“Back in Los Angeles, we missedl Los Angeles,” says the torn and baffled speaker of “Thinking of the Lost World,” the title poem of Randall Jarrell’s posthumous collection. In Jarrell’s translucent, elegiac poems, the real places are those in the mind and heart; those in the world are only disappointing approximations, even frauds. William Pritchard’s biography skillfully links events of the poet’s life with his work in an absorbing narrative that shows the development of this intensely lyrical and passionate voice.
Pritchard is known for his other literary biographies, particularly Frost: A Literary Lije Reconsidered (1984), which reevaluates Frost in the wake of Lawrance Thompson’s highly uncomplimentary biography. The Pritchard book is a convincing rehabilitation, partly because of the subtlety and complexity of the analysis. There is no such controversy over Jarrell, the facts of his life being hidden behind no myth. The only debatable issue here is the value of Jarrell’s work to the postmodern era, with accusations of sentimentality balanced by praise for the fine edge of his anguished lyricism. Here too Pritchard argues for the affirmative. His biography provides links between poetry and life which aid in understanding the poems and contribute to appreciation of them.
The “losses” that were to characterize Jarrell’s poems began early. Born in 1914 to an attractive Tennessee photographer and his delicate and somewhat hypochondriacal wife, Anna, Jarrell had his childhood idyll shattered by the divorce of his parents and his mother’s ensuing financial problems. He lived then for a time with his paternal grandparents in California, but this period of relative peace and pleasure was terminated by his grandparents’ inability (or perhaps unwillingness) to support him further. Pritchard notes that it was the rediscovery near the end of his life of his childhood letters written to his mother from California that informed “the remarkable poems—’The Lost World’ and ’Thinking of the Lost World’—which crown his work as a poet.”
Jarrell’s sense of alienation and of not belonging persisted throughout his years at Vanderbilt University, during which he perceived of himself as a Romantic poet and a misunderstood outsider. In actuality, however, the reigning literary giants—John Crowe Ransom, Allen Tate, and Robert Penn Warren—supported and encouraged him from the start. At a time when most writers his age were lucky to get polite rejection slips, Pritchard comments, Jarrell was being published in The Southern Review and The New Republic. He played the role of the enfant terrible, criticizing his mentors and often disregarding their suggestions; nevertheless, they continued to advance his career, as apparently did the many others who found him mysteriously attractive as a poet and as a person.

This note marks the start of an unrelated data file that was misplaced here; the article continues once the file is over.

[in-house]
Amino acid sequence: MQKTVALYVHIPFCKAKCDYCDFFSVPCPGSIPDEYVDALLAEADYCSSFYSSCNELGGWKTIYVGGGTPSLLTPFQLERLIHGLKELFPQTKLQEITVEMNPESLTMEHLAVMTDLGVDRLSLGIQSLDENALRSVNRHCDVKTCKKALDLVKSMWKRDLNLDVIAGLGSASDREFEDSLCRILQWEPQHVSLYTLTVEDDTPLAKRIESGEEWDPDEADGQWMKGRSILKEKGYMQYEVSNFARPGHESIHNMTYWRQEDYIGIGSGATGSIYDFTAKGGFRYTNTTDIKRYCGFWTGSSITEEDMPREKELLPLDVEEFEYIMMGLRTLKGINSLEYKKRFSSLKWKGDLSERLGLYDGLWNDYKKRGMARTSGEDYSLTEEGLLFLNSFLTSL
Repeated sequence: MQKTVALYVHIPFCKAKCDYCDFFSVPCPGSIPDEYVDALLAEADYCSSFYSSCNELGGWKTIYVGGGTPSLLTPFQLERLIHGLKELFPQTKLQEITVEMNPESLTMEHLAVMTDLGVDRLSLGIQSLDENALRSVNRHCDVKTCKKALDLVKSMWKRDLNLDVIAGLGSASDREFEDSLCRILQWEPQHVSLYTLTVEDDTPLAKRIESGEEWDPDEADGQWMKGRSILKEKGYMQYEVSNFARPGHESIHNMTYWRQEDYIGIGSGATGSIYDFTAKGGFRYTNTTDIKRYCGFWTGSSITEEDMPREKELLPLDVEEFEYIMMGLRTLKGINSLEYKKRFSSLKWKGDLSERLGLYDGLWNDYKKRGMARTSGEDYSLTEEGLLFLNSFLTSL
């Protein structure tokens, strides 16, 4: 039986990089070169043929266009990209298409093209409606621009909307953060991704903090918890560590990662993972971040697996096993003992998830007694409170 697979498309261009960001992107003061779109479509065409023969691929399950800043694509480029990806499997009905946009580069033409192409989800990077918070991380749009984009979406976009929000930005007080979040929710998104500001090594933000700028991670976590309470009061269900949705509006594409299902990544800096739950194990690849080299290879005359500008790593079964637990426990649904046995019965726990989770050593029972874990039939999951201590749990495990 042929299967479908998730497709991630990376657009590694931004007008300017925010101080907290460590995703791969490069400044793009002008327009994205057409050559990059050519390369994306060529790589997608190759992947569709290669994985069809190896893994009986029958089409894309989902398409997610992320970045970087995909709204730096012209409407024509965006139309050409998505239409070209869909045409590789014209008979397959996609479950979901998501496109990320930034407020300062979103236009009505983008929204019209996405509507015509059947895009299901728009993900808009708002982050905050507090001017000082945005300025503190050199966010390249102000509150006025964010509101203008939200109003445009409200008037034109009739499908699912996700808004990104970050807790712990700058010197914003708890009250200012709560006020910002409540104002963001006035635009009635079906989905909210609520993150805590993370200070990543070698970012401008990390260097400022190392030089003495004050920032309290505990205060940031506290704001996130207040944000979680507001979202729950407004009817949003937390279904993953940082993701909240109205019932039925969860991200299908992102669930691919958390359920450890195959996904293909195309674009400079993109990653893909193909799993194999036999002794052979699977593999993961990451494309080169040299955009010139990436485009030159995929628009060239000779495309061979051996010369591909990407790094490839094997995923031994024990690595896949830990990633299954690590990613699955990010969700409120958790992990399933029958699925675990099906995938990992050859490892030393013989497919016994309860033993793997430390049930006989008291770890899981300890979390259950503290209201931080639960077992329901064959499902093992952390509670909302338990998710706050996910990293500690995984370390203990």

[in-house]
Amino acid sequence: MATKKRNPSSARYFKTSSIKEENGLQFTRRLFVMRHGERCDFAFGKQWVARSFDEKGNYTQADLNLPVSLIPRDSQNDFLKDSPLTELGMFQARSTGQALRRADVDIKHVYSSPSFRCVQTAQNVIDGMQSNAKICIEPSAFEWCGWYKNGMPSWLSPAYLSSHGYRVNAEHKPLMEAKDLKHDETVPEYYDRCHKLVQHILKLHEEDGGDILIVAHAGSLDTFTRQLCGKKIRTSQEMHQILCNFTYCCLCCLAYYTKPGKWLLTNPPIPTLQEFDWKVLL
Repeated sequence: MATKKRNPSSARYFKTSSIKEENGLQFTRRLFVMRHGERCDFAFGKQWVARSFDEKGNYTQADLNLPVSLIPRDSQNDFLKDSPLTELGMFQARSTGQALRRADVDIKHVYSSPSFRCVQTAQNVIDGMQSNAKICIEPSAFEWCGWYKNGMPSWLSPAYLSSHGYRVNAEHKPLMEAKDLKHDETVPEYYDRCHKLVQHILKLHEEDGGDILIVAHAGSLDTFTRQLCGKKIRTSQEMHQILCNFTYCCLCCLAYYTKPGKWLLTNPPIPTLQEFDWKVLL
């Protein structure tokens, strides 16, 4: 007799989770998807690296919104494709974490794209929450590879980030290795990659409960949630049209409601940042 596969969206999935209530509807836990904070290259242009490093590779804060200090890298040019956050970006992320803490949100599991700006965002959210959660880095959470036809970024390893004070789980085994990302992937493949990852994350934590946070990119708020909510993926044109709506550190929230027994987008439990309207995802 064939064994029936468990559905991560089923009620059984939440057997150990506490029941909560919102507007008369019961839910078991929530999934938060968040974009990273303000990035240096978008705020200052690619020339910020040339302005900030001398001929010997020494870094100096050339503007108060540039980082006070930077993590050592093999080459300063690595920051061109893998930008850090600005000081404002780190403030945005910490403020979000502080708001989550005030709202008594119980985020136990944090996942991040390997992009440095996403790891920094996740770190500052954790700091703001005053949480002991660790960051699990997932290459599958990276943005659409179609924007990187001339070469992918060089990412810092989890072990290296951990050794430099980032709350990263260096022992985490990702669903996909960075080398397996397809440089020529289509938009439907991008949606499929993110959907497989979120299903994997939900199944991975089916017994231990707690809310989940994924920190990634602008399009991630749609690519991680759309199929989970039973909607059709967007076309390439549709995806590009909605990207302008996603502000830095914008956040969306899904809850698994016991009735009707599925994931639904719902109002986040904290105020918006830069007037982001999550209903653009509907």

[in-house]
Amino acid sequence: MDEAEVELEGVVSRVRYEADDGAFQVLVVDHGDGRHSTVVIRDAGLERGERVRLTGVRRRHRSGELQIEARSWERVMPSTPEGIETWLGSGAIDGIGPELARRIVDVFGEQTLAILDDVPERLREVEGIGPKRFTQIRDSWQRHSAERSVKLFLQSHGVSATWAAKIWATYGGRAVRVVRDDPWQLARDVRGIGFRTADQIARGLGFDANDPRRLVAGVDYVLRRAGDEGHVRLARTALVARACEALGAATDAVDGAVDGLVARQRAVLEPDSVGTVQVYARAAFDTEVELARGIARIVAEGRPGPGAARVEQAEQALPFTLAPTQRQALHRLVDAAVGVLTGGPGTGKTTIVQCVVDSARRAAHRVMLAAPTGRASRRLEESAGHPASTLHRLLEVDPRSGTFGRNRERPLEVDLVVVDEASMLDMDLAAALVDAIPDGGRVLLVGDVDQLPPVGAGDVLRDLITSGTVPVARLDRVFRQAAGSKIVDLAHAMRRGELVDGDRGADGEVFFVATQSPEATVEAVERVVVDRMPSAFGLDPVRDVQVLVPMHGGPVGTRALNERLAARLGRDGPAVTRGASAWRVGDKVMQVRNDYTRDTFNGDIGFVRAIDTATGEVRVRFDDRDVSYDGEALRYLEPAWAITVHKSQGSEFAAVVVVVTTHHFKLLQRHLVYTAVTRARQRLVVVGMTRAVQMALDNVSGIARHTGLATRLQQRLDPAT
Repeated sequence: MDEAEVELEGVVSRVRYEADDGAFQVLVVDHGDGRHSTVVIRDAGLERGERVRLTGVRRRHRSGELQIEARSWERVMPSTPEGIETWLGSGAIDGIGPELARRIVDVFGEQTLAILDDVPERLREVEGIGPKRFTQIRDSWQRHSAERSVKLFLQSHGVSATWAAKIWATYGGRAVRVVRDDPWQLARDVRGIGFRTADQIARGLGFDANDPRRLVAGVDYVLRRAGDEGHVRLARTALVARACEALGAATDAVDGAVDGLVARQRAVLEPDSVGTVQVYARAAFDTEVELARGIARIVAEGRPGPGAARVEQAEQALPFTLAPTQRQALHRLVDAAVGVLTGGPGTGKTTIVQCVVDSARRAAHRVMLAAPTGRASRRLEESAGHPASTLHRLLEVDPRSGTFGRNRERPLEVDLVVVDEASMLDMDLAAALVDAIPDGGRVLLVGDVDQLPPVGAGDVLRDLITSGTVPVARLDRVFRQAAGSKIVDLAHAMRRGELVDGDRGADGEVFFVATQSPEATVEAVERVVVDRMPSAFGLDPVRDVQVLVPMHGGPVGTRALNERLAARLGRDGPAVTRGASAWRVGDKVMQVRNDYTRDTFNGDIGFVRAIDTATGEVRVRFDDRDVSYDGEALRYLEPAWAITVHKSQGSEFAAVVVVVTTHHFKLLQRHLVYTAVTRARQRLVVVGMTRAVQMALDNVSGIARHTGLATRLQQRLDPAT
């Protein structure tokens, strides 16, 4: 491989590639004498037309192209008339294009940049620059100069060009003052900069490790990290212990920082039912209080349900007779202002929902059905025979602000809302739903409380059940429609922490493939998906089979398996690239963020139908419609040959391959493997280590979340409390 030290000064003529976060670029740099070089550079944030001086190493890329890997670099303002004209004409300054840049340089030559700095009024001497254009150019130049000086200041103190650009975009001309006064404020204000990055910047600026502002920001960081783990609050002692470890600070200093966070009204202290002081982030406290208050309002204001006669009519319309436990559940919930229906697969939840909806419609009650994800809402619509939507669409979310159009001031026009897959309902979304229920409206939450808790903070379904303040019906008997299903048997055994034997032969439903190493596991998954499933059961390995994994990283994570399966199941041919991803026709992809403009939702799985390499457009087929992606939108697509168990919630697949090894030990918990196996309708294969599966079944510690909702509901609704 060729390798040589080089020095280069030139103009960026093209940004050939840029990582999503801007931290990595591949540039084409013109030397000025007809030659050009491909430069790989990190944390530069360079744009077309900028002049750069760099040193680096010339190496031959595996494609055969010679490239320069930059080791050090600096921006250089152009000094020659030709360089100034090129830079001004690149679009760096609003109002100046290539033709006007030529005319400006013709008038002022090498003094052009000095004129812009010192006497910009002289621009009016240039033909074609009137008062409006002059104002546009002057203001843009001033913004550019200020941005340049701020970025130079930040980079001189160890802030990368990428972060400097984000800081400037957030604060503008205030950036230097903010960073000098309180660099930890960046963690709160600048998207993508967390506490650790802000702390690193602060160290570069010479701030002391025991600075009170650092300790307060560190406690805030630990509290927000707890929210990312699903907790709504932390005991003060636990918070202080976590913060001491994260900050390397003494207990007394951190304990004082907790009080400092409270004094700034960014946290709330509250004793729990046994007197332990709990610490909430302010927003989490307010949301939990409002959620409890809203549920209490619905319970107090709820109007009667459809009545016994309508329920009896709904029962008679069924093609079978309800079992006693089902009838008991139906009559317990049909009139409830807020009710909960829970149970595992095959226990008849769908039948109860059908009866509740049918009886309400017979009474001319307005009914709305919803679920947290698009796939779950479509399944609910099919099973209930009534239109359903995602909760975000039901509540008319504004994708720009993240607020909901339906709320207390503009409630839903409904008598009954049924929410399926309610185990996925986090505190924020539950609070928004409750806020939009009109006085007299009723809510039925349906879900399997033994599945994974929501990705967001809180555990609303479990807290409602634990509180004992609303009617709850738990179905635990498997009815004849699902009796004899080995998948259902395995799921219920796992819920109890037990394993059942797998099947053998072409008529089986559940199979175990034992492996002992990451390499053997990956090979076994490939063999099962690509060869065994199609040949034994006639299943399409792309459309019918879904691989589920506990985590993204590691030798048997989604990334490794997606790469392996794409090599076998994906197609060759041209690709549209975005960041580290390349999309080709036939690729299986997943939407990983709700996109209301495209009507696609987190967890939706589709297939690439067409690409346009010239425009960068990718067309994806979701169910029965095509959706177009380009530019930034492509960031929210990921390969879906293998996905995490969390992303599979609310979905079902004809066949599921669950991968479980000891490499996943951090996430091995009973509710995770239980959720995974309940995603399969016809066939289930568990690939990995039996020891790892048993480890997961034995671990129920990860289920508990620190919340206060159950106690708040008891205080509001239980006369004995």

From 1937 to 1939, Jarrell taught at Kenyon College and then at the University of Texas. Pritchard’s account shows how neither Jarrell’s marriage to Mackie Langham, a colleague in the English Department at Texas, nor his growing reputation was enough to mitigate his sense of alienation and deprivation. His poetry, however, grew in force as he set aside romantic cliche’s and deliberate obscurity for an attempt to create character and voice. Pritchard identifies “90 North,” published in The New Republic in 1941, as the first poem in Jarrell’s mature style that captures his most enduring characteristics:
The attempt to be “rather like speech” instead of “false or rhetorical” (in the words of a December 1940 letter to Tate); the impulse, concurrently, to speak in a gravely authoritative way about human experience; and the sense that somehow the child is importantly connected to that way of speaking come together in the…poem, ’90 North.”
This poem, exploring “the difference between childish illusion and adult disenchantment,” introduces the essential Jarrell.
His first collection, Bloodfrom a Stranger (1942), was for the most part a nostalgid romantic collection of poems of pathos. It was not until Jarrell experienced the war first hand that he found his true voice. His enlistment in the Army Air Corps and his experiences as a celestial navigator tower operator working with B-29 crews formed the basis for many of his best- known poems. His two books of war poems, Little Friend, Little Friend (1945) and Losses (1948), include many widely anthologized pieces including the ubiquitous “The Death of the Ball Turret Gunner.”...
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